go to content

Cricket Explained By An American (Who's Never Seen Cricket)

I, an ignorant American, just watched my first cricket match. Here's what I took away from it.

Posted on

Cricket is a little like baseball, but totally different in almost every way.

David Gray / Reuters

(I'm not sure why these men have their hands in the air, but I can only imagine it has something to do with stumps or wickets or something.)

Except in cricket, the bases are called wickets, and there's only two of them, and you run back and forth between them like madmen.

David Gray / Reuters

(These guys are either running between wickets or celebrating. It's impossible to say for sure.)

Also, for some reason, there are two batters on the field at once, and they both run in opposite directions when one of them hits the ball? No idea why.

You score more points the more times you run back and forth between the bases, which I think you can usually only do once or twice before the outfielders throw the ball back in.

Outs are called "ducks" in cricket, and there are special ducks depending on the situation like golden ducks and silver ducks.

David Gray / Reuters

(While the man in this photo is indeed ducking, this is not a "duck." He's just trying not to get hit by that fast-moving ball.)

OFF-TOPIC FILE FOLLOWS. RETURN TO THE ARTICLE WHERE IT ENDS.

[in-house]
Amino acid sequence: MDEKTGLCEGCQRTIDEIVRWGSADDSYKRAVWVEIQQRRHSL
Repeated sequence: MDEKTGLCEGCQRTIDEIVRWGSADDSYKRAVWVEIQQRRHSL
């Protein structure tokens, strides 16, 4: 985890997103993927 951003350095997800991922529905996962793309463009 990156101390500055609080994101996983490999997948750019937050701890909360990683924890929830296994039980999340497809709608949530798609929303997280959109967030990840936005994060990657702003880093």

Unlike a pitcher, who stands on the pitching mound and uses finely crafted movements to precisely throw a ball, a bowler gets a running start from clear out in the outfield and aggressively hurls the ball overhand as hard as humanly possible.

So instead of aiming for a strike zone, the bowler is just trying to knock these little sticks called "bails" off of the bigger sticks called "stumps." Feels a little primitive to me.

Except, the batsman is standing directly in front of the wicket, so mostly the bowlers are hurling these balls at like 90mph right at the batsman's head.

So instead of getting a big swing and rocketing the ball out the park, batsman are mostly just using the bat to protect themselves so most of the time the ball just sort of bounces off.

A batsman can also get out because of something called a "leg before wicket" which BBC's website claims is easy to understand, but requires 15 pages to explain it, so I'm not even going to try to wrap my head about that one.

If one of the fielders doesn't like the call the ump makes, they can shout "howzat!?" as a legitimate way to challenge the call and stop play.

A runner is trying to score as many points as he can before he's thrown or bowled out. Sometimes that can be a lot of points.

When a batter gets thrown or bowled out, the next batsman comes in. There are ten batsmen in total. When all ten are thrown or bowled out, the round is over. (That might be what an inning is in cricket?)

Via youtube.com

(I couldn't find a good way to illustrate these rules, so here's a seagull eating a Cheezle on a cricket field. I'm not sure how many points that's worth.)

Every. Tasty. Video. EVER. The new Tasty app is here!